Members of the House Committee on Agriculture and all four witnesses that appeared before it last week during a public hearing on the Commodity Futures Trading Commission’s proposed Regulation Automated Trading were generally critical of the Commission’s initiative. In his opening remarks, Committee Chairman K. Michael Conaway expressly warned that the Commission’s proposal for it and the Department of Justice to have “on-demand access” to algorithmic traders’ source code “is fraught with danger.” He also suggested that the Commission’s proposal to require certain algorithmic traders who directly access exchanges to register with it as “Floor Traders” not only raises a “legal question” in light of the Congressional purpose in designing that registration category, but may also “unintentionally captur[e] thousands of end-users.” Mr. Conaway suggested that, as an alternative to its current proposed rule, the CFTC consider leveraging “already ongoing processes across the industry to impose and refine risk controls.” In his testimony, Richard Gorelick, CEO of RGM Advisors, LLC, likened the CFTC’s claimed need to access source code in order to better detect potential market disruptions to disassembling and studying the parts of an automobile in order to better predict driving conditions in the future. Mr. Gorelick also argued that “Reg AT tries to accomplish too much in a single regulation, making it unwieldy and impractical.” As a result, he and other witnesses applauded the suggested willingness of CFTC Chairman Massad to issue Regulation Automated Trading in parts, potentially addressing pre-trade and other risk controls first. (Click here for background on Regulation AT in the article, “CFTC’s Proposed New Algorithmic Trading Rules Augur Potential Increased Costs, and a New Registration Requirement” in the November 29, 2015 edition of Between Bridges.)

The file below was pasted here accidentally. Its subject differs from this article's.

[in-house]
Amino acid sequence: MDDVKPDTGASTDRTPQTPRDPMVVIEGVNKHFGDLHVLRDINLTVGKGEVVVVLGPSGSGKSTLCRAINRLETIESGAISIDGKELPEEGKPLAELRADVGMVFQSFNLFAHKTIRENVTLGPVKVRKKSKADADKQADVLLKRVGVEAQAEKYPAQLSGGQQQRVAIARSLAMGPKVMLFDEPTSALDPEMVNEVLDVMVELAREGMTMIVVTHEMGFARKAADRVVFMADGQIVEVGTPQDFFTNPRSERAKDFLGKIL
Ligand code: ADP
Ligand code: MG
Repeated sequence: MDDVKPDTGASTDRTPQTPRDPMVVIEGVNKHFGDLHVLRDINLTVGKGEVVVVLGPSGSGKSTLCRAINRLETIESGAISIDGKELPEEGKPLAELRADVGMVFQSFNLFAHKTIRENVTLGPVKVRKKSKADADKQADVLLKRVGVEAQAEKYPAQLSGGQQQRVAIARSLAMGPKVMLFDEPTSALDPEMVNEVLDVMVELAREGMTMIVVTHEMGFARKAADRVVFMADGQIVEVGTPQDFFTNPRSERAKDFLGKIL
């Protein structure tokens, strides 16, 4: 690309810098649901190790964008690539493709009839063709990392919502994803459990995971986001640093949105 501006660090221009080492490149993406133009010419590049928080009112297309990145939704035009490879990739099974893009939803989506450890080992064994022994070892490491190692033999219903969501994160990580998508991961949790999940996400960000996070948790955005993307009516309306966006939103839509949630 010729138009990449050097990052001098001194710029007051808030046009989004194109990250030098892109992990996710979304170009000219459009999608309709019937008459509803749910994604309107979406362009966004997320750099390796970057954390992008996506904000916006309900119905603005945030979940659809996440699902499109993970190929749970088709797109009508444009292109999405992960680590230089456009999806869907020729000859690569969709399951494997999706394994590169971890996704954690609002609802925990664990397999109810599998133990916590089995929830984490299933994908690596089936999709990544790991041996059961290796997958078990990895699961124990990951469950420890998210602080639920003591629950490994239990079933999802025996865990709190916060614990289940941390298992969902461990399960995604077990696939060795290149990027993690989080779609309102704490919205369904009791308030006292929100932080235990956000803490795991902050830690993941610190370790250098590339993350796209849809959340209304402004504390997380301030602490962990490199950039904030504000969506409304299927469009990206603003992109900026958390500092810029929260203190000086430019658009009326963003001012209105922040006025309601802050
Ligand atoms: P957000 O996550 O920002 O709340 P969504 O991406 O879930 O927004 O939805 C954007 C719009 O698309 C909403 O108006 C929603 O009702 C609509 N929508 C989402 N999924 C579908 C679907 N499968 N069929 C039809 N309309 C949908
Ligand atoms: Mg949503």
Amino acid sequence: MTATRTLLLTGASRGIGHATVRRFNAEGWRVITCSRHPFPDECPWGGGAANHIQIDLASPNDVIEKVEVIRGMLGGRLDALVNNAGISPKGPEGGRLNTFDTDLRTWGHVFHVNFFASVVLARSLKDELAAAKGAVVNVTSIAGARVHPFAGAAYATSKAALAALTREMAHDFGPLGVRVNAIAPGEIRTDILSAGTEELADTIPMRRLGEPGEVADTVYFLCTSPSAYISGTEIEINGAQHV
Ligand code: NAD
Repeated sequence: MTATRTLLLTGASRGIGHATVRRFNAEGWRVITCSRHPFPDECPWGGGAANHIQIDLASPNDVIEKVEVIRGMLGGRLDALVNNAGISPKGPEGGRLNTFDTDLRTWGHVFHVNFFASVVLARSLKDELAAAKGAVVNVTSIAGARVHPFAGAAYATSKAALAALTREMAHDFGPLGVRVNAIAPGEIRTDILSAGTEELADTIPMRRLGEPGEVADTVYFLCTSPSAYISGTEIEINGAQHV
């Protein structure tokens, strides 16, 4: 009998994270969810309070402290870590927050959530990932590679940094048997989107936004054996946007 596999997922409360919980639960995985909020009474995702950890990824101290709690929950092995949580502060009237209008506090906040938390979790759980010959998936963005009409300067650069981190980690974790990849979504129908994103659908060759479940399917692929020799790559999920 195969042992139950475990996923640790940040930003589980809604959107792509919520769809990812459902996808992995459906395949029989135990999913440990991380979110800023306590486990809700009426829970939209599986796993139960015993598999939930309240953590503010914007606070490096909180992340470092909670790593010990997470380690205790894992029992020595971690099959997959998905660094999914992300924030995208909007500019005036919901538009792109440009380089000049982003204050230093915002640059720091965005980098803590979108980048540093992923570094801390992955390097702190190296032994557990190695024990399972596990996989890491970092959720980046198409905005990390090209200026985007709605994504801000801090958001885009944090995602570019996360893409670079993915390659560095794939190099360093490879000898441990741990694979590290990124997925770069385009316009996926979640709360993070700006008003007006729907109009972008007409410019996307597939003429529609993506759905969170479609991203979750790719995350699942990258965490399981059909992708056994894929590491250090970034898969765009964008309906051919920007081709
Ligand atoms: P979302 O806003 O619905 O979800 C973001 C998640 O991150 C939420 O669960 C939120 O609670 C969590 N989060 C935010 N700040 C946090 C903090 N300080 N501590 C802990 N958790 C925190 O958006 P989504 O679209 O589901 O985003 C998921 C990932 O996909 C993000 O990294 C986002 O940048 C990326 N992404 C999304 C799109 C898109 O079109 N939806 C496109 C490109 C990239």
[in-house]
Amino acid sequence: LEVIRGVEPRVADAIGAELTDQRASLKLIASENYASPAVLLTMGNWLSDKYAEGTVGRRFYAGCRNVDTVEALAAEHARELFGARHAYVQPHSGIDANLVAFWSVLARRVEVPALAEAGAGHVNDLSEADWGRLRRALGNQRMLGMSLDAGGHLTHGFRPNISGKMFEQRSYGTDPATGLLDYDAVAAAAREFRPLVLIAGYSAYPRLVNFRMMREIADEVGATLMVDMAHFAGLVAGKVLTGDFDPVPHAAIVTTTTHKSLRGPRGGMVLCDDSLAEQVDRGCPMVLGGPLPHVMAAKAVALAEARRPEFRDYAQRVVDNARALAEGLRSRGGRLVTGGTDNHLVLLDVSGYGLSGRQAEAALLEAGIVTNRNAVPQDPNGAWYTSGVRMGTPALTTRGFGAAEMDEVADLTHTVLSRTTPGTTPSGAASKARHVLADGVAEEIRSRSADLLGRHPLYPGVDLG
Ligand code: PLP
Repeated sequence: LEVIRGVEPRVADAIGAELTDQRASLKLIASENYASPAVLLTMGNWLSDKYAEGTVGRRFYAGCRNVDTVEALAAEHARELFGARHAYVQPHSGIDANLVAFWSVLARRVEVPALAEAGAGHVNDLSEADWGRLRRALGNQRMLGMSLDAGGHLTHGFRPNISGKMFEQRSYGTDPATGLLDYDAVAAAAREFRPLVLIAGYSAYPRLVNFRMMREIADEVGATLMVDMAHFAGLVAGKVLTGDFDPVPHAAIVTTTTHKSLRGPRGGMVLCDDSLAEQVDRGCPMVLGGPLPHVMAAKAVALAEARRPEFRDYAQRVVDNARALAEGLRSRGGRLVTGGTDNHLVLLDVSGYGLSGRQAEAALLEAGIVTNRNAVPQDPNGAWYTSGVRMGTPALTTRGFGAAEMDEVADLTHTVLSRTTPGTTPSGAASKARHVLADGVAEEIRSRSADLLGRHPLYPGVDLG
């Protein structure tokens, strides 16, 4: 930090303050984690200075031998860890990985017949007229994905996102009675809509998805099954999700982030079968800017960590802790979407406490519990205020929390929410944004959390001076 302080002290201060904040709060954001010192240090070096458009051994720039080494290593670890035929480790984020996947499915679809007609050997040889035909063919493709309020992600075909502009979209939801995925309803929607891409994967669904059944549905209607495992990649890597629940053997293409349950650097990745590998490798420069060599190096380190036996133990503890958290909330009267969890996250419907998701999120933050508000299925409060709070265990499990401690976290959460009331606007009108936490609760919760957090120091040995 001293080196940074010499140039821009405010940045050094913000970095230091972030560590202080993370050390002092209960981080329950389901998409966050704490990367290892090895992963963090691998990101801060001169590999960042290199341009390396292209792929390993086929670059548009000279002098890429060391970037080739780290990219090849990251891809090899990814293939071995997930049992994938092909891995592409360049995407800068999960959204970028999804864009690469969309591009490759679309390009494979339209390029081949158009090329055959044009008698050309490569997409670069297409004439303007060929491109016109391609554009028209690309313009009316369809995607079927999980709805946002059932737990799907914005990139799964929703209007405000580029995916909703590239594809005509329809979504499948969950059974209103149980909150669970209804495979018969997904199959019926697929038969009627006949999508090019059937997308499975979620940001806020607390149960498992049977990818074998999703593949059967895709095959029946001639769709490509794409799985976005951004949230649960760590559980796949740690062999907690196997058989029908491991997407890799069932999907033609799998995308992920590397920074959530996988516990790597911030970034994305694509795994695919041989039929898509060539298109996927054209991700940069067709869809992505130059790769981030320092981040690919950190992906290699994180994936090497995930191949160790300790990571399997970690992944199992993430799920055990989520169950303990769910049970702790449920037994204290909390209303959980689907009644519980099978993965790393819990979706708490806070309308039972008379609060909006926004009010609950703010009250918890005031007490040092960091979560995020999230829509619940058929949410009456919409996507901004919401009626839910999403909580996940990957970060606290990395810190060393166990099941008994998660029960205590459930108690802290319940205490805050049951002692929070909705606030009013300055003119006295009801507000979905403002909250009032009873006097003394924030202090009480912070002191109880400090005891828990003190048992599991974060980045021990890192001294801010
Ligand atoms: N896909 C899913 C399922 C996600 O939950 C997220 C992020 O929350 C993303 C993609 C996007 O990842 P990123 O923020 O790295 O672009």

My View: Reg AT should be broken apart, and solely nonprescriptive measures dealing with risk and other controls should be adopted first. A multi-industry organizations’ proposal that all algorithmic orders should be subject to risk controls capable of being administered either by the routing or sponsoring futures commission merchant or another registrant makes sense. It is not too difficult to implement and addresses a major flaw in the current proposed Regulation AT that it excludes from coverage, algorithmic trading systems of many non-registrants, except for certain algorithmic traders that trade through direct electronic access to exchanges and would be required to register with the CFTC for the first time. (Click here for a summary of comment letters received by the CFTC in response to its recently conducted roundtable in the article, “CFTC Receives 18 Formal Comment Letters in Response to Staff Reg AT Roundtable; Myriad of Issues Raised” in the June 26, 2016 edition of Bridging the Week.)